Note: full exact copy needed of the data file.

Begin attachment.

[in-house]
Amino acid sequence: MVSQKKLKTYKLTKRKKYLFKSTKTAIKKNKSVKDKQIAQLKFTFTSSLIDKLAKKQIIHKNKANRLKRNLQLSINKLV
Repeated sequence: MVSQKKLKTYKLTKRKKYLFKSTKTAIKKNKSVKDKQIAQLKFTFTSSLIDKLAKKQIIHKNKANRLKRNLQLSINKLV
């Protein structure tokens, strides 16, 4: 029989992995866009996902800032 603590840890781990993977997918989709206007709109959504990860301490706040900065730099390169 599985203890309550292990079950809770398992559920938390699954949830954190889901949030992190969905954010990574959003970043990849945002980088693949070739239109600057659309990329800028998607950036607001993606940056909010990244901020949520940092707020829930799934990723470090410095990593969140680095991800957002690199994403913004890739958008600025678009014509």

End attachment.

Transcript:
[in-house]
Amino acid sequence: MVSQKKLKTYKLTKRKKYLFKSTKTAIKKNKSVKDKQIAQLKFTFTSSLIDKLAKKQIIHKNKANRLKRNLQLSINKLV
Repeated sequence: MVSQKKLKTYKLTKRKKYLFKSTKTAIKKNKSVKDKQIAQLKFTFTSSLIDKLAKKQIIHKNKANRLKRNLQLSINKLV
């Protein structure tokens, strides 16, 4: 029989992995866009996902800032 603590840890781990993977997918989709206007709109959504990860301490706040900065730099390169 599985203890309550292990079950809770398992559920938390699954949830954190889901949030992190969905954010990574959003970043990849945002980088693949070739239109600057659309990329800028998607950036607001993606940056909010990244901020949520940092707020829930799934990723470090410095990593969140680095991800957002690199994403913004890739958008600025678009014509």